Iran′s Ahmadinejad pledges to stay out of next election | Middle East| News and analysis of events in the Arab world | DW | 27.09.2016
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Middle East

Iran's Ahmadinejad pledges to stay out of next election

Former Iranian President Mahmoud Ahmadinejad has said he will not run in next year's presidential election. The Supreme Leader of Iran, Ali Khamenei, had opposed Ahmadinejad's candidacy.

In a letter from Mahmoud Ahmadinejad to Supreme Leader Ali Khamenei on Tuesday, Ahmadinejad said he would not stand in Iran's next presidential election, scheduled for next year.

"I am proud to continue as a small leader for the revolution," Ahmadinejad wrote in the letter, which was also published on his website.

Observers had speculated that Ahmadinejad had been preparing for another run at the presidency after a string of recent tours around the country.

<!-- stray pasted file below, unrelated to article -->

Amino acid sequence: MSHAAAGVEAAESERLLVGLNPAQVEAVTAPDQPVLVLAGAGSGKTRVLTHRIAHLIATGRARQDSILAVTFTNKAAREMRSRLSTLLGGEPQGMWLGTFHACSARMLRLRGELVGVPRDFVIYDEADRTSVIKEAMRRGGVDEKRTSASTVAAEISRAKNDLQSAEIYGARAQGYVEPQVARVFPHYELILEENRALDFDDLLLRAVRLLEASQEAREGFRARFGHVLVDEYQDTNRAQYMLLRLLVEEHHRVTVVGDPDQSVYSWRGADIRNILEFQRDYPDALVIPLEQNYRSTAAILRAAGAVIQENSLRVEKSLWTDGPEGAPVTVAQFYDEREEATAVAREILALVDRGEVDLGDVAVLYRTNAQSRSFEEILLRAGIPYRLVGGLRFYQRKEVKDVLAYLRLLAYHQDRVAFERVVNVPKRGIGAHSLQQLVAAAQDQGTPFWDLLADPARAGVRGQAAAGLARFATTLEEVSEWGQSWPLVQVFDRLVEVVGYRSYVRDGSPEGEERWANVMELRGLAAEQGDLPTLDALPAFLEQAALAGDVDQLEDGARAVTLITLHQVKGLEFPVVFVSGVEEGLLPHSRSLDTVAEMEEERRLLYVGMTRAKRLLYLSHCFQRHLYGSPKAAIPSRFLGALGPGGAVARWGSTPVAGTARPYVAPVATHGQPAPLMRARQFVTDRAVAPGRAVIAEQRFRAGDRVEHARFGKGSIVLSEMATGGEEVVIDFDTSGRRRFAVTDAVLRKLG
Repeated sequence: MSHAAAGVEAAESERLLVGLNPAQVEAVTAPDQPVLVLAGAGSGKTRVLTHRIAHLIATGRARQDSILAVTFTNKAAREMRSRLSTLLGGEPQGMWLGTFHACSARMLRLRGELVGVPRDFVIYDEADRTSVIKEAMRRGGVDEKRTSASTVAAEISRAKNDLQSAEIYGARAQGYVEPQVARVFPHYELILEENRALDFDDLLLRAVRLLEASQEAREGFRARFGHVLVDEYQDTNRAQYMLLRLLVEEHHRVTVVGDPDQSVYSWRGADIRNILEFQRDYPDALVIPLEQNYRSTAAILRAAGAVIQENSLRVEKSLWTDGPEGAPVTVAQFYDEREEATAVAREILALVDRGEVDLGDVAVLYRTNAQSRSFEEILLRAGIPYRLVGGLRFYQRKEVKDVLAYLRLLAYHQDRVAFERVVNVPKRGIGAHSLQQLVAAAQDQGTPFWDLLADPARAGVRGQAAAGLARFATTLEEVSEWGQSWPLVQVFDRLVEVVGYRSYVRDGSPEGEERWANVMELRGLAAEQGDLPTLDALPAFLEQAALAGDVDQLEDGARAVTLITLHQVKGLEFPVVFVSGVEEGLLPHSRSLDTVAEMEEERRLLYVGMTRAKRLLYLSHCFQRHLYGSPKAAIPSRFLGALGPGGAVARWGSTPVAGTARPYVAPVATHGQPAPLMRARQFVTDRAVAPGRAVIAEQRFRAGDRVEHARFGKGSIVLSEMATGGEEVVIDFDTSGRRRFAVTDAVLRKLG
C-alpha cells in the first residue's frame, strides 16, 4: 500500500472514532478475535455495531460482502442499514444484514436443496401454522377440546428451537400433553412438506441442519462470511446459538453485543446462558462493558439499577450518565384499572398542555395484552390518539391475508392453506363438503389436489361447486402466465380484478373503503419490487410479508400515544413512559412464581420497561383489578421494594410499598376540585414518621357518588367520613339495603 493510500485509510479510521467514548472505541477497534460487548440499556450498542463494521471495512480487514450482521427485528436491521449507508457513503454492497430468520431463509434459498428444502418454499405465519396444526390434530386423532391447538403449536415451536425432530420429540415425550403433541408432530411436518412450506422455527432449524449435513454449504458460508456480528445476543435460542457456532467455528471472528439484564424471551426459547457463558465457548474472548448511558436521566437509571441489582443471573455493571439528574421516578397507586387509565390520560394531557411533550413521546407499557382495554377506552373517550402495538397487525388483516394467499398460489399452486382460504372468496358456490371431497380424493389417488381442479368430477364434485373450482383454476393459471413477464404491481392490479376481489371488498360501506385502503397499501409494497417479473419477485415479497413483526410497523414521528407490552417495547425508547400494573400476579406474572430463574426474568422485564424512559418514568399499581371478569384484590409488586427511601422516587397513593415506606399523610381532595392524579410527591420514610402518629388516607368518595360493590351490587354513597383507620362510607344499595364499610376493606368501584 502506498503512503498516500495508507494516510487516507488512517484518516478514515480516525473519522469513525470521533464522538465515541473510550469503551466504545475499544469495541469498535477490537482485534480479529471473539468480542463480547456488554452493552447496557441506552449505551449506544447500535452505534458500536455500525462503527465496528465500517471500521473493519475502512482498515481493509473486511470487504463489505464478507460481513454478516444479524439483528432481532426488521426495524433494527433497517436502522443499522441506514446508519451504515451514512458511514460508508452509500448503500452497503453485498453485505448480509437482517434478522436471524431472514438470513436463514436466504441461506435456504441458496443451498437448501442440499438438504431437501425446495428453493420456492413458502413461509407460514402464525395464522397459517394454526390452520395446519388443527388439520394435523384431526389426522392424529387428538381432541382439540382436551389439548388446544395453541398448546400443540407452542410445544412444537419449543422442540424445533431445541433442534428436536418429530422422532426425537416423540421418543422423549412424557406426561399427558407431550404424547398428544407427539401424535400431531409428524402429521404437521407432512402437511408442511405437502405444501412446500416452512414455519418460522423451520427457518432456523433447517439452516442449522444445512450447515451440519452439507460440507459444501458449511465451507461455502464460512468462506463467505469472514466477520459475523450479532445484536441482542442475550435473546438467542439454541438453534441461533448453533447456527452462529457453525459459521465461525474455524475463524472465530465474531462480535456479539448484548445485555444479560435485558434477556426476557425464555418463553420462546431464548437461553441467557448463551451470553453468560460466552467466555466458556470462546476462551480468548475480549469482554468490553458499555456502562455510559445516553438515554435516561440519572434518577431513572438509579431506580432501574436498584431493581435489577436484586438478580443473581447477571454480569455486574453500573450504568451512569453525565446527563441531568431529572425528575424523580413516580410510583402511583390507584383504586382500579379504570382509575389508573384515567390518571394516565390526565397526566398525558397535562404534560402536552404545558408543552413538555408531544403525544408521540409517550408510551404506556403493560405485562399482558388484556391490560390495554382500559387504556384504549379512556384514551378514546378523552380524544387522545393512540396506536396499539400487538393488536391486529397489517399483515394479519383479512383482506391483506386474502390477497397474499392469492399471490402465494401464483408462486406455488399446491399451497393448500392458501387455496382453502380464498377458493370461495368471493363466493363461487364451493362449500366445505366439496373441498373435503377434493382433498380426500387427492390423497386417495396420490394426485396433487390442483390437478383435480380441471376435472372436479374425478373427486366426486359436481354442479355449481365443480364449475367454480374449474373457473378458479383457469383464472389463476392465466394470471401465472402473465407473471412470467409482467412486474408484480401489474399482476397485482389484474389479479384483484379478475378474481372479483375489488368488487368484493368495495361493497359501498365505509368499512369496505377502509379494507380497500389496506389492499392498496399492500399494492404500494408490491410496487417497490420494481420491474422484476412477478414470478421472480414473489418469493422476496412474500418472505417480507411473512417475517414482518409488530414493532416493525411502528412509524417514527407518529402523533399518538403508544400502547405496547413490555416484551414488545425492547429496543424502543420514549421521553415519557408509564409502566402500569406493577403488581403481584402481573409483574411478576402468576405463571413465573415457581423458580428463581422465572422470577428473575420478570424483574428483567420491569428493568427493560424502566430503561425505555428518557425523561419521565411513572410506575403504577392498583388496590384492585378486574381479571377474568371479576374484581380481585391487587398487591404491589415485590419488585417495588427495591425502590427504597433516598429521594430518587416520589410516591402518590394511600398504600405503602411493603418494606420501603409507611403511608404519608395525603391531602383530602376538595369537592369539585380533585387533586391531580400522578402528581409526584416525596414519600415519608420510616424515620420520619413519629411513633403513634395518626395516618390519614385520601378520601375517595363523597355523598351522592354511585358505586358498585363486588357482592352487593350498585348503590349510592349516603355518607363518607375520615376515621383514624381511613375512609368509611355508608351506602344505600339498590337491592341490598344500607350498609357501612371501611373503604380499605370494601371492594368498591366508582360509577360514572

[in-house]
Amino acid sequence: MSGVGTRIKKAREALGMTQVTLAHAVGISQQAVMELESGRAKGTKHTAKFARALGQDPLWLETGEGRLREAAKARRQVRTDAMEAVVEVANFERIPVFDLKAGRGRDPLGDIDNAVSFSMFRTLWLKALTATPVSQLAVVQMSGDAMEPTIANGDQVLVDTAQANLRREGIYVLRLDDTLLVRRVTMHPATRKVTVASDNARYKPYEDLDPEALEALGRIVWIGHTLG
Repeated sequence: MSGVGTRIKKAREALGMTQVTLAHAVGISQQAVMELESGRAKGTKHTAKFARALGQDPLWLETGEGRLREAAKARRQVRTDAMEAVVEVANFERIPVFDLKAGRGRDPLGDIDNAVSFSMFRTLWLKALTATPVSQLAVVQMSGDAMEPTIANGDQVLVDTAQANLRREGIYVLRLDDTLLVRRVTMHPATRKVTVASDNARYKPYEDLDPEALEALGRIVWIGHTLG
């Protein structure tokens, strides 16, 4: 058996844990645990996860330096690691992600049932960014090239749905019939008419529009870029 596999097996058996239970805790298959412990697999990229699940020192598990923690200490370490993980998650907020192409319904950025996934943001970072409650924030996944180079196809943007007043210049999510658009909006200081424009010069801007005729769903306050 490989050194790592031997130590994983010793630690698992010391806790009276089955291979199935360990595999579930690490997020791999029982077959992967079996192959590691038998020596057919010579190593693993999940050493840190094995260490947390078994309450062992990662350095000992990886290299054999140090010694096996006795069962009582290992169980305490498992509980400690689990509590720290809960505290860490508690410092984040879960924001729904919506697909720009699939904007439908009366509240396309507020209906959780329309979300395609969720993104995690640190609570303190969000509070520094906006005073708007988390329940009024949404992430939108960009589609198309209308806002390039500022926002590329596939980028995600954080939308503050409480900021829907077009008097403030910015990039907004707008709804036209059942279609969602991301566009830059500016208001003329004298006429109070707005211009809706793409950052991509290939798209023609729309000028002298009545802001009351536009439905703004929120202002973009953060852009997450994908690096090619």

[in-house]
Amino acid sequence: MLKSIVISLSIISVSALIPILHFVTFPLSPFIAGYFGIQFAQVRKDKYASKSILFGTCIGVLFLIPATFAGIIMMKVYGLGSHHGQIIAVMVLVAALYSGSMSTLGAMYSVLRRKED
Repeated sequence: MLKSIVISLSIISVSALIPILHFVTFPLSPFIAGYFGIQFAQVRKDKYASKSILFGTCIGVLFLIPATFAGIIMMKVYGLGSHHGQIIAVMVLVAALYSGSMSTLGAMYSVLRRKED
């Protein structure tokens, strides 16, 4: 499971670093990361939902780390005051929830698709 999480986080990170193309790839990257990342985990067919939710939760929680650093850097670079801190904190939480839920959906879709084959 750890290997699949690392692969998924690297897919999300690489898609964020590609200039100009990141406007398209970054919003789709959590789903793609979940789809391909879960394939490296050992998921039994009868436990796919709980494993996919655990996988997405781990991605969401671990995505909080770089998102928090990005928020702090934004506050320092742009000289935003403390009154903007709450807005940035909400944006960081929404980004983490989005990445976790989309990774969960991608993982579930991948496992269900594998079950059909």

Ahmadinejad served two terms as Iran's president from 2005 to 2013. He was not eligible for a third term. His victory in the 2009 election was controversial, as it came amidst massive protests and a contested vote. Hundreds were arrested and dozens killed in the crackdown that followed the election.

This may have played a role in Khamenei's request that he not run, although his initial comments Monday did not call out Ahmadinejad specifically. Ahmadinejad confirmed that it was he Khamenei referred to when advising an unnamed politician to avoid running for the presidency to avoid a "polarized situation" that would be "harmful" to Iran.

"You advised me it's not expedient to run and I announced my obedience" Ahmadinejad wrote to Khamenei. "I hereby inform you regarding the supreme leader's considerations, I have no plan for the next year's elections competition."

Ahmadinejad and Khamenei met at the end of August, where the issue apparently came up.

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Many Iranians have yet to feel the benefits

mz/kms (AP, Reuters)

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